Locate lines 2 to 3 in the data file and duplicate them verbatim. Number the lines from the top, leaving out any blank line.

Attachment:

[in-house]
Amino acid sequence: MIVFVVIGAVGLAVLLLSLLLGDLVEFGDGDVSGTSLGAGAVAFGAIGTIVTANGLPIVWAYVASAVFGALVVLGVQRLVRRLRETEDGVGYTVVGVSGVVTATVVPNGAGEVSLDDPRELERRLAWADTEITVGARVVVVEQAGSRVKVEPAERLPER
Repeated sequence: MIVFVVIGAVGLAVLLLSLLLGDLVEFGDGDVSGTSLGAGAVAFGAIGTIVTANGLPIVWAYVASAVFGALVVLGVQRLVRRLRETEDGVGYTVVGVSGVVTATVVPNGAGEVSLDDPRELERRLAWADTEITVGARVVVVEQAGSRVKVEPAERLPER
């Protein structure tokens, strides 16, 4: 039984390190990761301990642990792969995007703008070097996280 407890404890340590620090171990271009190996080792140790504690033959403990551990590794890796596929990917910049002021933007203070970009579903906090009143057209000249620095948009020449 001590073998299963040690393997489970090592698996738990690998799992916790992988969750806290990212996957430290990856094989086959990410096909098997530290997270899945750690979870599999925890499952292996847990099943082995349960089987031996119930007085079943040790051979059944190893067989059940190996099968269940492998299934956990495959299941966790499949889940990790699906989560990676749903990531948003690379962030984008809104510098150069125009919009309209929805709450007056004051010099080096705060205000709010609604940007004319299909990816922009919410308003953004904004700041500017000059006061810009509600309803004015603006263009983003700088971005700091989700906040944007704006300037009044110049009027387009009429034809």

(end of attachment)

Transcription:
Amino acid sequence: MIVFVVIGAVGLAVLLLSLLLGDLVEFGDGDVSGTSLGAGAVAFGAIGTIVTANGLPIVWAYVASAVFGALVVLGVQRLVRRLRETEDGVGYTVVGVSGVVTATVVPNGAGEVSLDDPRELERRLAWADTEITVGARVVVVEQAGSRVKVEPAERLPER
Repeated sequence: MIVFVVIGAVGLAVLLLSLLLGDLVEFGDGDVSGTSLGAGAVAFGAIGTIVTANGLPIVWAYVASAVFGALVVLGVQRLVRRLRETEDGVGYTVVGVSGVVTATVVPNGAGEVSLDDPRELERRLAWADTEITVGARVVVVEQAGSRVKVEPAERLPER